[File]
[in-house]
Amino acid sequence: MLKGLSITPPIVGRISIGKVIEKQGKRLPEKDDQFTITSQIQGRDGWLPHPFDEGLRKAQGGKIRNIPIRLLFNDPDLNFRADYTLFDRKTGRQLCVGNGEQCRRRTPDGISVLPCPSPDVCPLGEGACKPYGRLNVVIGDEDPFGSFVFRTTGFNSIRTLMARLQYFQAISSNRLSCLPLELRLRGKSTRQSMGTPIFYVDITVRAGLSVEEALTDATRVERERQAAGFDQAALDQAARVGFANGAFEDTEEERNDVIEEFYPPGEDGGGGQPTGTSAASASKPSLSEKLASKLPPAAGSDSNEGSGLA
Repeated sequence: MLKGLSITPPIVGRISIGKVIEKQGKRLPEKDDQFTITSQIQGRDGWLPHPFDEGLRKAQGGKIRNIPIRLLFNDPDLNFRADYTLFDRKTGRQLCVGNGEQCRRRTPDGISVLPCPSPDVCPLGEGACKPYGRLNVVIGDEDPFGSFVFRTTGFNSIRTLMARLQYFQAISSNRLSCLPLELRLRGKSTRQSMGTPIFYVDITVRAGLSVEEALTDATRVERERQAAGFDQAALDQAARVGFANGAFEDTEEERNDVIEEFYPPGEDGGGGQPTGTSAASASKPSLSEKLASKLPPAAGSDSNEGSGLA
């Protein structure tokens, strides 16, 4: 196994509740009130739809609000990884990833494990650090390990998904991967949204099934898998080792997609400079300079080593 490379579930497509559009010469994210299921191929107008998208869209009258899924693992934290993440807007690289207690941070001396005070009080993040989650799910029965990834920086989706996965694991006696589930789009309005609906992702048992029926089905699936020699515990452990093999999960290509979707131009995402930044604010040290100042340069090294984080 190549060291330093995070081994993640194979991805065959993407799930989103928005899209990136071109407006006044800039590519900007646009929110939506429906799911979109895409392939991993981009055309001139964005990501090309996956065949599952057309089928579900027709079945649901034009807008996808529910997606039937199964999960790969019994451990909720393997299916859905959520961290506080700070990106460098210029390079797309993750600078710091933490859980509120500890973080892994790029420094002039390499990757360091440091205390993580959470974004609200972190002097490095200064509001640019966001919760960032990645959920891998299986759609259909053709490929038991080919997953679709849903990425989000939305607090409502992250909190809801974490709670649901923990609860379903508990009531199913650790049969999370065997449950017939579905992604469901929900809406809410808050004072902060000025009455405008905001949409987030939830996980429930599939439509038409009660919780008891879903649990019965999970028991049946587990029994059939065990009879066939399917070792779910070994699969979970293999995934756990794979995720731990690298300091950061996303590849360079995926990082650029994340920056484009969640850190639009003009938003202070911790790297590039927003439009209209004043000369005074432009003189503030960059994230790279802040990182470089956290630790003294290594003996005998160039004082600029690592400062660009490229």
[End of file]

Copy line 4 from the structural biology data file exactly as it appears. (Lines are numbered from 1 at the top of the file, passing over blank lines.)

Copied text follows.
């Protein structure tokens, strides 16, 4: 196994509740009130739809609000990884990833494990650090390990998904991967949204099934898998080792997609400079300079080593 490379579930497509559009010469994210299921191929107008998208869209009258899924693992934290993440807007690289207690941070001396005070009080993040989650799910029965990834920086989706996965694991006696589930789009309005609906992702048992029926089905699936020699515990452990093999999960290509979707131009995402930044604010040290100042340069090294984080 190549060291330093995070081994993640194979991805065959993407799930989103928005899209990136071109407006006044800039590519900007646009929110939506429906799911979109895409392939991993981009055309001139964005990501090309996956065949599952057309089928579900027709079945649901034009807008996808529910997606039937199964999960790969019994451990909720393997299916859905959520961290506080700070990106460098210029390079797309993750600078710091933490859980509120500890973080892994790029420094002039390499990757360091440091205390993580959470974004609200972190002097490095200064509001640019966001919760960032990645959920891998299986759609259909053709490929038991080919997953679709849903990425989000939305607090409502992250909190809801974490709670649901923990609860379903508990009531199913650790049969999370065997449950017939579905992604469901929900809406809410808050004072902060000025009455405008905001949409987030939830996980429930599939439509038409009660919780008891879903649990019965999970028991049946587990029994059939065990009879066939399917070792779910070994699969979970293999995934756990794979995720731990690298300091950061996303590849360079995926990082650029994340920056484009969640850190639009003009938003202070911790790297590039927003439009209209004043000369005074432009003189503030960059994230790279802040990182470089956290630790003294290594003996005998160039004082600029690592400062660009490229």